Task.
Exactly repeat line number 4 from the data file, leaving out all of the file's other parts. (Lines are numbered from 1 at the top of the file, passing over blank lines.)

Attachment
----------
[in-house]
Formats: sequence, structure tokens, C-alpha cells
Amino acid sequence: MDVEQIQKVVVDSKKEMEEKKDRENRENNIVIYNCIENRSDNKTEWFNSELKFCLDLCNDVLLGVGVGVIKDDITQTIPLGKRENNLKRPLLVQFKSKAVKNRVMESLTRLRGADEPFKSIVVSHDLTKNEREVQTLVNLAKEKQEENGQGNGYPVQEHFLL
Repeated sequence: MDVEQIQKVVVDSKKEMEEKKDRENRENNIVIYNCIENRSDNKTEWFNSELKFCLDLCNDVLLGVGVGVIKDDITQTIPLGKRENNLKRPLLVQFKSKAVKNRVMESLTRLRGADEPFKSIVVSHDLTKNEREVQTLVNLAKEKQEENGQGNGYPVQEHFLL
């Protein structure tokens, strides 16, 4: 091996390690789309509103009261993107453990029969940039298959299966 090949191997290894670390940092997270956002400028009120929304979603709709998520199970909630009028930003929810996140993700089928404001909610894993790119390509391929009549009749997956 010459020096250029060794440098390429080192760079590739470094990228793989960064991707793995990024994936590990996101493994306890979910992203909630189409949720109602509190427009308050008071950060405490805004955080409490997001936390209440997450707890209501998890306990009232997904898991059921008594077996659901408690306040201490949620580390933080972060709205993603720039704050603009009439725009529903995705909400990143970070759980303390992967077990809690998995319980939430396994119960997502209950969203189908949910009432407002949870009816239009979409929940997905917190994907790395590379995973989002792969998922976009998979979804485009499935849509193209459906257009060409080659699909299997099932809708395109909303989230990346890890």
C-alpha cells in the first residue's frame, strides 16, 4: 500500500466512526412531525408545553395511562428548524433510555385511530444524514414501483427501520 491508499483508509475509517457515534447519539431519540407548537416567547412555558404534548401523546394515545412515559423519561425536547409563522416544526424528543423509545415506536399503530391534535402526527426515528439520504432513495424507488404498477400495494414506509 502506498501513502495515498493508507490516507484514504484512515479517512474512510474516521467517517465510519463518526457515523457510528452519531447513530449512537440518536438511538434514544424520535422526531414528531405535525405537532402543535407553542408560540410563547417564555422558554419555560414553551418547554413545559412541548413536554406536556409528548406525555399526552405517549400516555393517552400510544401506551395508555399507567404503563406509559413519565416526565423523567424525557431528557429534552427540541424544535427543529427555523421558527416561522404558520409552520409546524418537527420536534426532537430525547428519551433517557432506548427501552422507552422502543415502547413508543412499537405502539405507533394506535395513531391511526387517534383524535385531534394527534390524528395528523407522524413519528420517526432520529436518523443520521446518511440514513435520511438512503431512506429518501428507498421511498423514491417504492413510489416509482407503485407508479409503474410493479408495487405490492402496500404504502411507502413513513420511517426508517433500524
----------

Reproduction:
Repeated sequence: MDVEQIQKVVVDSKKEMEEKKDRENRENNIVIYNCIENRSDNKTEWFNSELKFCLDLCNDVLLGVGVGVIKDDITQTIPLGKRENNLKRPLLVQFKSKAVKNRVMESLTRLRGADEPFKSIVVSHDLTKNEREVQTLVNLAKEKQEENGQGNGYPVQEHFLL